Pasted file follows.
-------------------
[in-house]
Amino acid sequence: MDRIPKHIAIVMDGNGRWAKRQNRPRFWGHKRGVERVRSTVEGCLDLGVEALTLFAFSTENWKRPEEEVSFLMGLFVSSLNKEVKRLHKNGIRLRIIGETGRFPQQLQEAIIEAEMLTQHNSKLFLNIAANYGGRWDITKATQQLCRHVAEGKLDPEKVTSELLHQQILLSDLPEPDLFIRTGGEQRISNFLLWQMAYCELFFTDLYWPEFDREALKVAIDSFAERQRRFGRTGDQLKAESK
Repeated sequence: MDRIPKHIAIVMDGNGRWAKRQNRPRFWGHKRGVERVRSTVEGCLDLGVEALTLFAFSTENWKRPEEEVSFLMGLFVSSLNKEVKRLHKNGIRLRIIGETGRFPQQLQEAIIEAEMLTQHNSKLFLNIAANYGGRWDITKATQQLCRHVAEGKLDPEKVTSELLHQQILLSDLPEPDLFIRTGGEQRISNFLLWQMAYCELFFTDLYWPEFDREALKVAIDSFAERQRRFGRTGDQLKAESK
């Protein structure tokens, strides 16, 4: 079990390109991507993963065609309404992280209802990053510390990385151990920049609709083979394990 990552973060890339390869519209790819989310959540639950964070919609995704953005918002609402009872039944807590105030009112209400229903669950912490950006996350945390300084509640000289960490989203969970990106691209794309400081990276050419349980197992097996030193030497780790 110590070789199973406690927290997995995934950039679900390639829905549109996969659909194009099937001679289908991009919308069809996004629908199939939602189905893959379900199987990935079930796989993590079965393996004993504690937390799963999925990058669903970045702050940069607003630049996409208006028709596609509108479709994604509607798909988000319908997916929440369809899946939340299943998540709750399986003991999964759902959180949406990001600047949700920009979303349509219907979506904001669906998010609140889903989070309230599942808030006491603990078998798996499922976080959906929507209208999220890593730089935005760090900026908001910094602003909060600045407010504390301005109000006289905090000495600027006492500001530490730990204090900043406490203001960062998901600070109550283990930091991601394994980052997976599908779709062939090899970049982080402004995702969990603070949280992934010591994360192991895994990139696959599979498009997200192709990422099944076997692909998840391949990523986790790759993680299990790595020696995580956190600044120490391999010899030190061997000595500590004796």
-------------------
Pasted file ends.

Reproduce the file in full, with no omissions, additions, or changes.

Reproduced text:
[in-house]
Amino acid sequence: MDRIPKHIAIVMDGNGRWAKRQNRPRFWGHKRGVERVRSTVEGCLDLGVEALTLFAFSTENWKRPEEEVSFLMGLFVSSLNKEVKRLHKNGIRLRIIGETGRFPQQLQEAIIEAEMLTQHNSKLFLNIAANYGGRWDITKATQQLCRHVAEGKLDPEKVTSELLHQQILLSDLPEPDLFIRTGGEQRISNFLLWQMAYCELFFTDLYWPEFDREALKVAIDSFAERQRRFGRTGDQLKAESK
Repeated sequence: MDRIPKHIAIVMDGNGRWAKRQNRPRFWGHKRGVERVRSTVEGCLDLGVEALTLFAFSTENWKRPEEEVSFLMGLFVSSLNKEVKRLHKNGIRLRIIGETGRFPQQLQEAIIEAEMLTQHNSKLFLNIAANYGGRWDITKATQQLCRHVAEGKLDPEKVTSELLHQQILLSDLPEPDLFIRTGGEQRISNFLLWQMAYCELFFTDLYWPEFDREALKVAIDSFAERQRRFGRTGDQLKAESK
């Protein structure tokens, strides 16, 4: 079990390109991507993963065609309404992280209802990053510390990385151990920049609709083979394990 990552973060890339390869519209790819989310959540639950964070919609995704953005918002609402009872039944807590105030009112209400229903669950912490950006996350945390300084509640000289960490989203969970990106691209794309400081990276050419349980197992097996030193030497780790 110590070789199973406690927290997995995934950039679900390639829905549109996969659909194009099937001679289908991009919308069809996004629908199939939602189905893959379900199987990935079930796989993590079965393996004993504690937390799963999925990058669903970045702050940069607003630049996409208006028709596609509108479709994604509607798909988000319908997916929440369809899946939340299943998540709750399986003991999964759902959180949406990001600047949700920009979303349509219907979506904001669906998010609140889903989070309230599942808030006491603990078998798996499922976080959906929507209208999220890593730089935005760090900026908001910094602003909060600045407010504390301005109000006289905090000495600027006492500001530490730990204090900043406490203001960062998901600070109550283990930091991601394994980052997976599908779709062939090899970049982080402004995702969990603070949280992934010591994360192991895994990139696959599979498009997200192709990422099944076997692909998840391949990523986790790759993680299990790595020696995580956190600044120490391999010899030190061997000595500590004796």